_TRANSPORT FOR SUBURBIA: ARE SUBURBAN GARDENS TO BLAME FOR AUTOMOBILE DEPENDENCE?
RMIT’s Storey Hall was the venue for the hot topical debate concerning Transport for Suburbia on 17 August 2011. The public debate was a platform for Associate Professor Robert Nelson of Monash University and Dr Paul Mees of RMIT University to go head to head to challenge each others on their outlook on the problems associated with Melbourne’s urban sprawl and the effectiveness and efficiency of the transport system in Melbourne.
Following a brief introduction and welcomes extended to the debaters by Stuart Worn, Dr Mees stepped up to the podium to express his outlook on Australia’s urban policy, which he explains is based on the belief that high levels of car use and poor public transport were mainly the result of low urban densities. He explained however that urban density figures used by the Victorian Government are flawed. The method used for calculating urban densities divides the population of a municipality or other administrative region by its gross area, however this method, as pointed out by Dr Mees created unreliable results as municipal and administrative boundaries rarely correspond to actual urbanised areas. He demonstrated these flaws using charts generated with density figures based on administrative boundaries for urban densities and figures based on actual urbanised areas for Australian, Canadian and American cities.
Dr Mee’s stated that as a result of recent changes to data collection and publication systems by the Australian, Canadian and United States national census agencies, it is now possible to compare urban densities and transport mode shares (for the journey to work) across the three countries’ urban areas on a consistent basis. Dr Mees has reviewed the results from census agencies and concludes that he has seen no correlation between urban density and the efficiency of public transport. He argues that low urban densities are not the issue and therefore increasing urban densities will not make public transport more successful. Higher frequency train, bus and tram services he suggests will be an effective factor in making public transport more successful, popular and efficient.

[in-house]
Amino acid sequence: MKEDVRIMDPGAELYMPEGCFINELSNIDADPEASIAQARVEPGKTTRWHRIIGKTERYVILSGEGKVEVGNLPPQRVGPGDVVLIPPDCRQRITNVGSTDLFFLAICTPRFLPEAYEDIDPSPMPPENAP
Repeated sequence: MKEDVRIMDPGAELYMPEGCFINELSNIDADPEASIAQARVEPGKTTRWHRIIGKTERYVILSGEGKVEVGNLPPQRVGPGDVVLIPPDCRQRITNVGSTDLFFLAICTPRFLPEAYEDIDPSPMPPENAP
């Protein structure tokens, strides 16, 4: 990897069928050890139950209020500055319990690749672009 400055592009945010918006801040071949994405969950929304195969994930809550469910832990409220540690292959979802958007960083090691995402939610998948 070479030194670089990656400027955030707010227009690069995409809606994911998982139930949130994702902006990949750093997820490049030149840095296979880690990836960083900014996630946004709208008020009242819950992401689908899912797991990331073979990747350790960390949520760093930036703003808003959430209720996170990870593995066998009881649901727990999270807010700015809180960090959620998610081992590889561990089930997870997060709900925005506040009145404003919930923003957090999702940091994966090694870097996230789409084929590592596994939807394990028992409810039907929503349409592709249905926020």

It was then the turn of Associate Professor Nelson to put forward his ideas. Associate Professor Nelson expressed how he strongly believes suburban gardens are to blame for the problems surrounding the successfulness of Melbourne’s transport system. Explaining this, he suggested that aesthetic and cultural preferences for gardens have resulted in cities being unable to reach increased densities. He identified examples of where good public transport systems existed in dense cities and suggested that sparse cities could never have an efficient transport system as it will always be structurally inefficient, infrequent and will have unconnected services
He suggested that in some cases it was not always people’s choice to have a garden and believes a revision of planning control legislation is required to permit reduced setbacks. These reduced setbacks would allow owners to develop their land more efficiently and ultimately allow for increased densities to exist and reduce urban sprawl. With reduced urban sprawl the public transport system, according to Associate Profession Nelson can become more efficient.
So with increased populations predicted for Melbourne and the surrounding suburbs in the near future, we will be keeping a close eye on whether the Victorian Government will focus on the public transport system or on urban density to address arising issues.